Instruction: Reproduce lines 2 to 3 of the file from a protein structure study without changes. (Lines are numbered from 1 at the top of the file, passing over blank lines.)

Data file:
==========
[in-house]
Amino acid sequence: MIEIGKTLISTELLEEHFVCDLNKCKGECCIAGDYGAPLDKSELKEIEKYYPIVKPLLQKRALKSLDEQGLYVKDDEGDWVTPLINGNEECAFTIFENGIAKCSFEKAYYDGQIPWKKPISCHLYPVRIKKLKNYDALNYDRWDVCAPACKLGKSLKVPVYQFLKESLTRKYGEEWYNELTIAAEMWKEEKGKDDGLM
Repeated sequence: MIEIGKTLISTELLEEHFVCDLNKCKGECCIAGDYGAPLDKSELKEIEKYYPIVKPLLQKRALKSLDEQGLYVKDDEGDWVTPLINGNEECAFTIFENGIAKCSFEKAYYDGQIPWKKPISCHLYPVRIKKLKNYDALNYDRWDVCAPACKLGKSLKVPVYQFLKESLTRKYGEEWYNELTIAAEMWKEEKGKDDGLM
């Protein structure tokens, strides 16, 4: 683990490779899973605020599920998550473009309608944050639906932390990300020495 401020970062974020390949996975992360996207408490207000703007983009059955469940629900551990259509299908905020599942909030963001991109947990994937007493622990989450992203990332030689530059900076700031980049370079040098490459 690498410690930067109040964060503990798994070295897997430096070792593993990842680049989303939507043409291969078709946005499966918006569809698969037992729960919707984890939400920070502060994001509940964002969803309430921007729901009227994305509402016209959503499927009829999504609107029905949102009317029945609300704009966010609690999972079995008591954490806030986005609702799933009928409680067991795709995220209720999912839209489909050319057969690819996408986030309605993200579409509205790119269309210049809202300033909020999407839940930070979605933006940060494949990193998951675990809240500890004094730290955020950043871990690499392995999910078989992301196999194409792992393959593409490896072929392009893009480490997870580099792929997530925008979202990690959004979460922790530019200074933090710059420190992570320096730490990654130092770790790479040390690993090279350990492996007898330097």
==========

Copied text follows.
Amino acid sequence: MIEIGKTLISTELLEEHFVCDLNKCKGECCIAGDYGAPLDKSELKEIEKYYPIVKPLLQKRALKSLDEQGLYVKDDEGDWVTPLINGNEECAFTIFENGIAKCSFEKAYYDGQIPWKKPISCHLYPVRIKKLKNYDALNYDRWDVCAPACKLGKSLKVPVYQFLKESLTRKYGEEWYNELTIAAEMWKEEKGKDDGLM
Repeated sequence: MIEIGKTLISTELLEEHFVCDLNKCKGECCIAGDYGAPLDKSELKEIEKYYPIVKPLLQKRALKSLDEQGLYVKDDEGDWVTPLINGNEECAFTIFENGIAKCSFEKAYYDGQIPWKKPISCHLYPVRIKKLKNYDALNYDRWDVCAPACKLGKSLKVPVYQFLKESLTRKYGEEWYNELTIAAEMWKEEKGKDDGLM